The response from Republican governors has not been pretty. As ThinkProgress points out, governors or top elected officials from Kentucky, Utah, Oklahoma, Louisiana, Idaho, Mississippi, Michigan, Arkansas, Texas, Alabama, Indiana, Georgia, Tennessee, as well as, famously now, North Carolina (the DOJ has sued the University of North Carolina) all look at the guidance as federal overreach they will ignore.
In addition to the "states rights" argument, social and religious conservatives argue that "religious liberty" trumps federal, state, and local anti-discrimination laws protecting LGBT rights. Catholic Charities set a precedent several years ago, shutting down their adoption services rather than abiding by state non-discrimination laws that required them to accommodate same sex couples. After the recent DOJ guidance to schools, two U.S. Conference of Catholic Bishops committee chairs issued their own statement, rejecting the guidance as "deeply disturbing."
"The guidance fails to address a number of important concerns and contradicts a basic understanding of human formation so well expressed by Pope Francis: that 'the young need to be helped to accept their own body as it was created,'" wrote Bishop Richard Malone and Archbishop George Lucas.
They also quoted Pope Francis as saying that "biological sex and the socio-cultural role of sex (gender) can be distinguished but not separated."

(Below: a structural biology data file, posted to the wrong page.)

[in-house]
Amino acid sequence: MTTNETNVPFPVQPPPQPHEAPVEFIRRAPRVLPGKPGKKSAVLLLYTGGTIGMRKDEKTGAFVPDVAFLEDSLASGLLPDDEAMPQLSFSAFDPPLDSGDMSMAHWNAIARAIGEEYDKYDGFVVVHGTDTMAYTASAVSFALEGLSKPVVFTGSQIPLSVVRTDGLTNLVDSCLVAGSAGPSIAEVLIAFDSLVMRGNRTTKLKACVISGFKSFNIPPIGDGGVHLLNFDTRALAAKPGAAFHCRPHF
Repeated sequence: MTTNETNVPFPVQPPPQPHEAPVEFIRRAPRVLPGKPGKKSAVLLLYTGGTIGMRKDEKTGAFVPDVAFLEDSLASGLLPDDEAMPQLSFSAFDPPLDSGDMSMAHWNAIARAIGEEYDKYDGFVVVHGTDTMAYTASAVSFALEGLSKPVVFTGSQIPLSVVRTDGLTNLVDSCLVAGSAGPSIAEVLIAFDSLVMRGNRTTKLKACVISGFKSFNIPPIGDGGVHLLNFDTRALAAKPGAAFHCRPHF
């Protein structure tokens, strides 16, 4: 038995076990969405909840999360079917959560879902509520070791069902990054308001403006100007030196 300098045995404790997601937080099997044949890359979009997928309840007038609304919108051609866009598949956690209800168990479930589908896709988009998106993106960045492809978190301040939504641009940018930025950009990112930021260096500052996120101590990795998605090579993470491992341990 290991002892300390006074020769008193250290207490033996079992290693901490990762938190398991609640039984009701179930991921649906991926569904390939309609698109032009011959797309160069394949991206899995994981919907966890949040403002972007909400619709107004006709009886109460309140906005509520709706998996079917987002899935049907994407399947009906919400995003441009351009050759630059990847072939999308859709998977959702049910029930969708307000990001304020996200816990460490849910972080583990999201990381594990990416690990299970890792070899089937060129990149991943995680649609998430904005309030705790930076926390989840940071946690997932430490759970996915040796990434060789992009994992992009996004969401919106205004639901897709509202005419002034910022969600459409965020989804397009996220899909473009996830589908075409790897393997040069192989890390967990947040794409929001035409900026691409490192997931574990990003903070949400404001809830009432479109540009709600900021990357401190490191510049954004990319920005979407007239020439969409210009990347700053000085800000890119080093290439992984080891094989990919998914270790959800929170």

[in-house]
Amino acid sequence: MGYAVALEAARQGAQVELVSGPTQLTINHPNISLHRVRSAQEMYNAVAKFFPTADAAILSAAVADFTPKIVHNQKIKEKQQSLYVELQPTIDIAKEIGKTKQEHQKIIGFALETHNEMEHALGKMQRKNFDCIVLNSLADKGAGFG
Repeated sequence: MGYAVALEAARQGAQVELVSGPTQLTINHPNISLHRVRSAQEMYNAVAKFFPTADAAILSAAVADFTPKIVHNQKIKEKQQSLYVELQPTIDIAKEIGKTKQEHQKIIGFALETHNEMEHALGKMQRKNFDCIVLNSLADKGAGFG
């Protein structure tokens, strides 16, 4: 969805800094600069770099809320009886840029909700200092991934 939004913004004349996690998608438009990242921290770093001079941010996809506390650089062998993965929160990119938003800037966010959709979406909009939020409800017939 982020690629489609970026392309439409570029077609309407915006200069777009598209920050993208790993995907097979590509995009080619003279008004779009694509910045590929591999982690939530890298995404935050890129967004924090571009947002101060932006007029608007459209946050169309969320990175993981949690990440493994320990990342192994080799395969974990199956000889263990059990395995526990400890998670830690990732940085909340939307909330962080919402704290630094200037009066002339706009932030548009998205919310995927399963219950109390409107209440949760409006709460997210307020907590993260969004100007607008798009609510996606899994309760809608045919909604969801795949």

The Catholic statement is politically in line with the seemingly coordinated anti-transgender "bathroom bills" in the aforementioned states. "Children, youth, and parents in these difficult situations deserve compassion, sensitivity, and respect. All of these can be expressed without infringing on legitimate concerns about privacy and security on the part of the other young students and parents. The federal regulatory guidance issued on May 13 does not even attempt to achieve this balance," the bishops write. "It unfortunately does not respect the ongoing political discussion at the state and local levels and in Congress, or the broader cultural discussion, about how best to address these sensitive issues. Rather, the guidance short-circuits those discussions entirely."
The bishops may also want to ensure their schools' continued ability to receive "religious liberty" exemptions from Title IX.
Late last year, the Human Rights Campaign issued an alarming report on what they called "a disturbing trend by religious colleges and universities to request exemptions from existing civil rights law in order to discriminate against LGBT students." The report, entitled Hidden Discrimination: Title IX Religious Exemptions Putting LGBT Students at Risk, identified 56 colleges and universities based in 26 states that requested religious exemptions under Title IX since 2013. HRC spotlighted a little-known provision in the federal law that allows a religiously-controlled educational institution to request an exemption from full compliance with the law if "application of the law would conflict with specific tenets of the religion."
"There is an alarming and growing trend of schools quietly seeking the right to discriminate against LGBT students, and not disclosing that information publicly," said HRC President Chad Griffin in a press release. "We believe that religious liberty is a bedrock principle of our nation, however faith should never be used as a guise for discrimination. Prospective students and their parents deserve greater transparency, and we urge the Department of Education to take action by helping to increase accountability and to ensure that no student unknowingly enrolls in a school that intends to discriminate against them."